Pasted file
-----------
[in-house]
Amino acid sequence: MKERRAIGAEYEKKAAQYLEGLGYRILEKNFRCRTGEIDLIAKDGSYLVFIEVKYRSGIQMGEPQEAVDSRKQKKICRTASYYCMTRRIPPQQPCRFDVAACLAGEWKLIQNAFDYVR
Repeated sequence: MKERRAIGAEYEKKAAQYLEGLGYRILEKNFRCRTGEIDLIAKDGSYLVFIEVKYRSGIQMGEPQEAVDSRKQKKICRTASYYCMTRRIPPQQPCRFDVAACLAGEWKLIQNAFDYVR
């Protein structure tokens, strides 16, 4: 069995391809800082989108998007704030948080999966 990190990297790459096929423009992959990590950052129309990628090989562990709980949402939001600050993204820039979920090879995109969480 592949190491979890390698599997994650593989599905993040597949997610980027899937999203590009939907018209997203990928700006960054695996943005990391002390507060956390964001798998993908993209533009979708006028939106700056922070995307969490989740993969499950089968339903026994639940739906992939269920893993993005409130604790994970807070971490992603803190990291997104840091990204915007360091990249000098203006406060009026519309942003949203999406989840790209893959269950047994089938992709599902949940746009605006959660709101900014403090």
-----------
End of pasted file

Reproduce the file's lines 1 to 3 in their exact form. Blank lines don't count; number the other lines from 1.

[in-house]
Amino acid sequence: MKERRAIGAEYEKKAAQYLEGLGYRILEKNFRCRTGEIDLIAKDGSYLVFIEVKYRSGIQMGEPQEAVDSRKQKKICRTASYYCMTRRIPPQQPCRFDVAACLAGEWKLIQNAFDYVR
Repeated sequence: MKERRAIGAEYEKKAAQYLEGLGYRILEKNFRCRTGEIDLIAKDGSYLVFIEVKYRSGIQMGEPQEAVDSRKQKKICRTASYYCMTRRIPPQQPCRFDVAACLAGEWKLIQNAFDYVR